structurally sound. Only one time in my memory did one of us ever
begin to disintegrate, but it turned out I just had gas.
Popper: My biography has been well documented. Born in Cleveland,
Ohio, yadda yadda. Stanford, Connecticut, boppity boom. Princeton,
New Jersey. But it’s worth noting that my life truly began when I
met Anthony Biancosino. The man has so many levels he’s like a complicated
modern house. His winding staircases reveal only a part of the true
structure. His sensitivity in cultivating the attributes of music
education are without parallel and only on a strong foundation such
as this could he have constructed such elaborate and ornate spires.
The man gives and gives and keeps on giving, and without such sensitivity
I might never have learned to blow and suck as I do.
the 30 pounds you lost recently? Do you care?
Popper: I did keep off the 30 pounds I was trying to keep off,
however another 30 pounds was walking by and I accidentally ate it.
Caring is a word I use to describe many, many, many different different
aspects to which my life is. On one level I care, on one level I don’t.
One goes in, the other goes out. Old things die, new things are born.
Interest rates go up, taxes go down. Taxes go up, as Democrats are
elected. Soon we’ll all be dead, or maybe not. Life is a soggy dung
sandwich — eat it or starve. And always remember, stay in school.
Popper: The whereabouts of Blues Traveler are sketchy at best.
As the band does top secret work for the government they must retain
their anonymity. Though unsubstantiated, some say that they have sighted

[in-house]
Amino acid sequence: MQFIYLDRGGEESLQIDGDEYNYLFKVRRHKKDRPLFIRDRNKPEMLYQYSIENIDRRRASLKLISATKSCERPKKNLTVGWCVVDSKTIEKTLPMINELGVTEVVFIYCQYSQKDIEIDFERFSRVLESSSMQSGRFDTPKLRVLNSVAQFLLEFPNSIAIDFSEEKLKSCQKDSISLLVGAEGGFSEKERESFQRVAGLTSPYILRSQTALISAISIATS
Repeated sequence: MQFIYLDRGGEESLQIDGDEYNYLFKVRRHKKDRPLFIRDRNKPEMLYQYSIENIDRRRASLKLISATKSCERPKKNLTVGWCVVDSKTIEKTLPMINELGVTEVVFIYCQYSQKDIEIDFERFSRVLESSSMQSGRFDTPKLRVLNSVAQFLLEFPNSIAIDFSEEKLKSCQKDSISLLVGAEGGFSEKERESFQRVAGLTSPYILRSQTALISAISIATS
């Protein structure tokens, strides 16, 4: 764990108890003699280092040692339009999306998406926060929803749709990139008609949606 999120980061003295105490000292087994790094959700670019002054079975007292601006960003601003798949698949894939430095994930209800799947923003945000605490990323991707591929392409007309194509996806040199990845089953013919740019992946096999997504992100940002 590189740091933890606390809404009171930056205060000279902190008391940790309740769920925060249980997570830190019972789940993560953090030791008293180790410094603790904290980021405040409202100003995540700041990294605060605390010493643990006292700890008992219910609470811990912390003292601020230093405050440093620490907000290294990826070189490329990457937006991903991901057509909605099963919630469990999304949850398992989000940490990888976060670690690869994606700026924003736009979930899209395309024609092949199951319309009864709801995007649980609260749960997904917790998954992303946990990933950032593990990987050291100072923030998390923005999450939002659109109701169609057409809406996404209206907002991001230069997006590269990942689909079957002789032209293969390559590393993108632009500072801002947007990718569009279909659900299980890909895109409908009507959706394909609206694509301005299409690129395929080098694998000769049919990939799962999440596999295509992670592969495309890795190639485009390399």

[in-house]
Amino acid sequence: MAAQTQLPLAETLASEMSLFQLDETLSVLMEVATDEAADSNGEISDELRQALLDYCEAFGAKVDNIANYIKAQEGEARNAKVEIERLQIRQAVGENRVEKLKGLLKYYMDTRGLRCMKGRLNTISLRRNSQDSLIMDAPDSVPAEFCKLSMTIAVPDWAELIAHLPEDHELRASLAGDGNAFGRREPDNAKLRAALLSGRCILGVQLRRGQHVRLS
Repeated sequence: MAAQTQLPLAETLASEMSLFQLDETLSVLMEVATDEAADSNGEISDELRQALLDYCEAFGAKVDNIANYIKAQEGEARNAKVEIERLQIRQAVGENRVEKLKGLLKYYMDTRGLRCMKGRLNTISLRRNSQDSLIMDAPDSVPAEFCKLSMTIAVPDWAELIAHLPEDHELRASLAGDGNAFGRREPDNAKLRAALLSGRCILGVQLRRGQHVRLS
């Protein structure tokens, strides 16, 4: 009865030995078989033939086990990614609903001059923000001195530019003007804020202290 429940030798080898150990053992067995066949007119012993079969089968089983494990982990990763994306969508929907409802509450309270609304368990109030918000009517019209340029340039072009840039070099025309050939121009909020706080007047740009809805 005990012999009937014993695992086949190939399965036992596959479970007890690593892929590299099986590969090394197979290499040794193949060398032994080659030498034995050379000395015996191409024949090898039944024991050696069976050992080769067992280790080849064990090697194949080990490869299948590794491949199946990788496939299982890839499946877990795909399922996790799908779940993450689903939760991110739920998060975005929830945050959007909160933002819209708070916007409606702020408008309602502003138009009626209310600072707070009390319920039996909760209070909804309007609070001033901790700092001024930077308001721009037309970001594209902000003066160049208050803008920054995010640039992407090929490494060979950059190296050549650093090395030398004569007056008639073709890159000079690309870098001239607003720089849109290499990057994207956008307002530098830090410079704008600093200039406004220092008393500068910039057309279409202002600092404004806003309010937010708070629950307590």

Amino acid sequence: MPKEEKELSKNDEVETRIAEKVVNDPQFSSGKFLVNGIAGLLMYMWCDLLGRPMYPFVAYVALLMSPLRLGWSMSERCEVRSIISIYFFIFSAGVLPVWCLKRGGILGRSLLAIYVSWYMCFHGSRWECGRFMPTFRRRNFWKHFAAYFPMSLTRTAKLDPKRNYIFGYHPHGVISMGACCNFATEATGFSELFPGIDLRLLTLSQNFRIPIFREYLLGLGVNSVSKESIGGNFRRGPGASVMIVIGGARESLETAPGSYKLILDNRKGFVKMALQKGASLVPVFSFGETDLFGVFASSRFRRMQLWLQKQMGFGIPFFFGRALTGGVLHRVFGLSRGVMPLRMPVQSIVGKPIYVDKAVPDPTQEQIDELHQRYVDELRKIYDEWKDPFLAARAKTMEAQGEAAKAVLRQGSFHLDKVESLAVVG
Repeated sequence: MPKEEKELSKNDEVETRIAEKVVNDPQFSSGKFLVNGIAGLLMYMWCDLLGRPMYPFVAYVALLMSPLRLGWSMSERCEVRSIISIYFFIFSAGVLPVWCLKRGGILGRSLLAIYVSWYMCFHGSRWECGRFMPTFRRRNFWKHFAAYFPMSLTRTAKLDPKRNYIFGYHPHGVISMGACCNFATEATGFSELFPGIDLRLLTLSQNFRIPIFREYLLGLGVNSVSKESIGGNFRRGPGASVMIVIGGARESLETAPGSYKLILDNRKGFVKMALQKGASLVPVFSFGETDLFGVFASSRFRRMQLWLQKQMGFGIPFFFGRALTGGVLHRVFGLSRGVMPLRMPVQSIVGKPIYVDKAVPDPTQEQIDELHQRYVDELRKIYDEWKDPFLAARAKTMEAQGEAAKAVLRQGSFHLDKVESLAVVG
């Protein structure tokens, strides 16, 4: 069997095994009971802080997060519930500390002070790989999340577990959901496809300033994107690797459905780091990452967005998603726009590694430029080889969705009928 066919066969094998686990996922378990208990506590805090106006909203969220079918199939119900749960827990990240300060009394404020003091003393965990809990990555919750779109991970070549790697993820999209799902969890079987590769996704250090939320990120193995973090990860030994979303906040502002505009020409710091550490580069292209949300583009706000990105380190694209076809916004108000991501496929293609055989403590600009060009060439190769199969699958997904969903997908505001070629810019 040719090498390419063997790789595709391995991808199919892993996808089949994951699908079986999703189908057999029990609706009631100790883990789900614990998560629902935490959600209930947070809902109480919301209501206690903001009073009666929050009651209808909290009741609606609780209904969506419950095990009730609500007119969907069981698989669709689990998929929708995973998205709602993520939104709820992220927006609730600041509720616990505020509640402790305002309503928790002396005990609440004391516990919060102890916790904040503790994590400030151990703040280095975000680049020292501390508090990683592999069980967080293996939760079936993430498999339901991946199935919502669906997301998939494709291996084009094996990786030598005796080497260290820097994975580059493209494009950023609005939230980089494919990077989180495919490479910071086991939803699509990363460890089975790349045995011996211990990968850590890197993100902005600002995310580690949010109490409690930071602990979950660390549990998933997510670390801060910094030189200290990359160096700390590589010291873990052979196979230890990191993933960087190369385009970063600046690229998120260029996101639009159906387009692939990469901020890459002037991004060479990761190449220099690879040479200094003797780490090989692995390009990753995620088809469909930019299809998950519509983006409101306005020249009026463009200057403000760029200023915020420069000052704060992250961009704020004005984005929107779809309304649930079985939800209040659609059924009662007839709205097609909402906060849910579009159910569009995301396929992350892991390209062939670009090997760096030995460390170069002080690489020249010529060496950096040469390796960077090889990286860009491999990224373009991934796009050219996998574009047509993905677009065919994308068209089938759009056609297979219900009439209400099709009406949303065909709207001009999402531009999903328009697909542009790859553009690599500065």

drummer Brendan Hill walking out of the Andes mountains somewhere
near Lima, Peru. There was also a mutually corroborated story that
I accidentally hovered over the Hoagie Haven for three hours as beams
of light shot out of my eyes. To this I can only attest that it wasn’t
me — I haven’t hovered in six years, but I did eat at Hoagie Haven.
Their 1/2 roast beef with cheese is fantastic.
Popper: The relationship of Blues Traveler and H.O.R.D.E. is
something along the lines of Joan Crawford and her most disappointing
troubled young daughter. H.O.R.D.E., which had once held so much promise
and would yield us so much money — not to mention incredible packages
fraught with virtually every artist we admire — has by this time
completely lost our interest. But the tour had run as long as any
tour ever had. We’re at a new age now. High-definition TVs fill the
air, an electric car has been built to exceed 53 m.p.h., movies like
"Star Wars" and "The Matrix" have taught us all to
laugh again, and the Viagra pill has swept the nation with rigid success.
In this time, the "radio show," usually a one-time festival
package thrown at a given time in which the artists receive airtime,
has far surpassed and most efficiently replaced the festival tour.
Therefore it seems obvious H.O.R.D.E. has had its day. Better to be
proud of the former glory of your lost child than to sustain it and
watch it turn into a malevolent and withered creature.
— Elaine Strauss